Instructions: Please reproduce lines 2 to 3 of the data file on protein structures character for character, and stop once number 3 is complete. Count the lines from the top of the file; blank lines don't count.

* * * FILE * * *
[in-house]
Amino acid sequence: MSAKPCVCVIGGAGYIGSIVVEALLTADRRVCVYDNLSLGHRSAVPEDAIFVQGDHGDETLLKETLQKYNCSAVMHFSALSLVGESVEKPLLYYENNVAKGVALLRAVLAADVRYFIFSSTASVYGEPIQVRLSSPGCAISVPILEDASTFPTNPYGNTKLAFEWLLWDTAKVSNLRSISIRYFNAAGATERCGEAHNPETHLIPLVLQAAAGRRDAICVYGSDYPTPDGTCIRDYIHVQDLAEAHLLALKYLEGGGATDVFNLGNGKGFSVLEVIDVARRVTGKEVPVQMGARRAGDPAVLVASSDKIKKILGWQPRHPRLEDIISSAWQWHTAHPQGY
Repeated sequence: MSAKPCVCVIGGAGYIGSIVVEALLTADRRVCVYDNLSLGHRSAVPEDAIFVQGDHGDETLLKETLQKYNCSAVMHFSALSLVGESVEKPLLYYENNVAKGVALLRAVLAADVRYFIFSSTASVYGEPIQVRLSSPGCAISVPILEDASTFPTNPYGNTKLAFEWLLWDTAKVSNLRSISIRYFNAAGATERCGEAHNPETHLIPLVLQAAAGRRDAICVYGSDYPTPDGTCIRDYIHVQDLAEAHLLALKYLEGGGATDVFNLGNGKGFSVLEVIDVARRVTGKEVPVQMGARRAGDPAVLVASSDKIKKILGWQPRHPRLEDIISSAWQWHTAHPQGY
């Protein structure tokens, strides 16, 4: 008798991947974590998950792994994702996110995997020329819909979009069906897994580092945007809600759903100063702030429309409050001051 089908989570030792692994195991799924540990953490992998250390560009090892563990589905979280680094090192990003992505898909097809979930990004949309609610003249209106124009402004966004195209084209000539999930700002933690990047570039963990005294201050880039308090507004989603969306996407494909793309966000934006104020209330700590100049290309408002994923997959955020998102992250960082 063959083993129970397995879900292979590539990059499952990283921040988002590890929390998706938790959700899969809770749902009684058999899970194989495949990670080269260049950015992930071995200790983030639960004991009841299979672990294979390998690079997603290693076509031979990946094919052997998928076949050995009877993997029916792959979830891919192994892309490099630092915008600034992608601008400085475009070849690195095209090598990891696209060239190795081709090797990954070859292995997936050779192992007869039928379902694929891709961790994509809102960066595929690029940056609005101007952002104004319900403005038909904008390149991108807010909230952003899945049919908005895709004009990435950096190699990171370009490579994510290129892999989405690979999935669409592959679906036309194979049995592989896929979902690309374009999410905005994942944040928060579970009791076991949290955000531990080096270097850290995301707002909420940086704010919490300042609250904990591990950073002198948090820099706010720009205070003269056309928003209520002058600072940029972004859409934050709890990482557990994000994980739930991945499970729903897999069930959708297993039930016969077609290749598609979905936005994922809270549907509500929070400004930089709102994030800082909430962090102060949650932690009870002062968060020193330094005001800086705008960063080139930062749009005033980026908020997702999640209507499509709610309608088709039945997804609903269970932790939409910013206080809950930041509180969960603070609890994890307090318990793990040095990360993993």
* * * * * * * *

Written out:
Amino acid sequence: MSAKPCVCVIGGAGYIGSIVVEALLTADRRVCVYDNLSLGHRSAVPEDAIFVQGDHGDETLLKETLQKYNCSAVMHFSALSLVGESVEKPLLYYENNVAKGVALLRAVLAADVRYFIFSSTASVYGEPIQVRLSSPGCAISVPILEDASTFPTNPYGNTKLAFEWLLWDTAKVSNLRSISIRYFNAAGATERCGEAHNPETHLIPLVLQAAAGRRDAICVYGSDYPTPDGTCIRDYIHVQDLAEAHLLALKYLEGGGATDVFNLGNGKGFSVLEVIDVARRVTGKEVPVQMGARRAGDPAVLVASSDKIKKILGWQPRHPRLEDIISSAWQWHTAHPQGY
Repeated sequence: MSAKPCVCVIGGAGYIGSIVVEALLTADRRVCVYDNLSLGHRSAVPEDAIFVQGDHGDETLLKETLQKYNCSAVMHFSALSLVGESVEKPLLYYENNVAKGVALLRAVLAADVRYFIFSSTASVYGEPIQVRLSSPGCAISVPILEDASTFPTNPYGNTKLAFEWLLWDTAKVSNLRSISIRYFNAAGATERCGEAHNPETHLIPLVLQAAAGRRDAICVYGSDYPTPDGTCIRDYIHVQDLAEAHLLALKYLEGGGATDVFNLGNGKGFSVLEVIDVARRVTGKEVPVQMGARRAGDPAVLVASSDKIKKILGWQPRHPRLEDIISSAWQWHTAHPQGY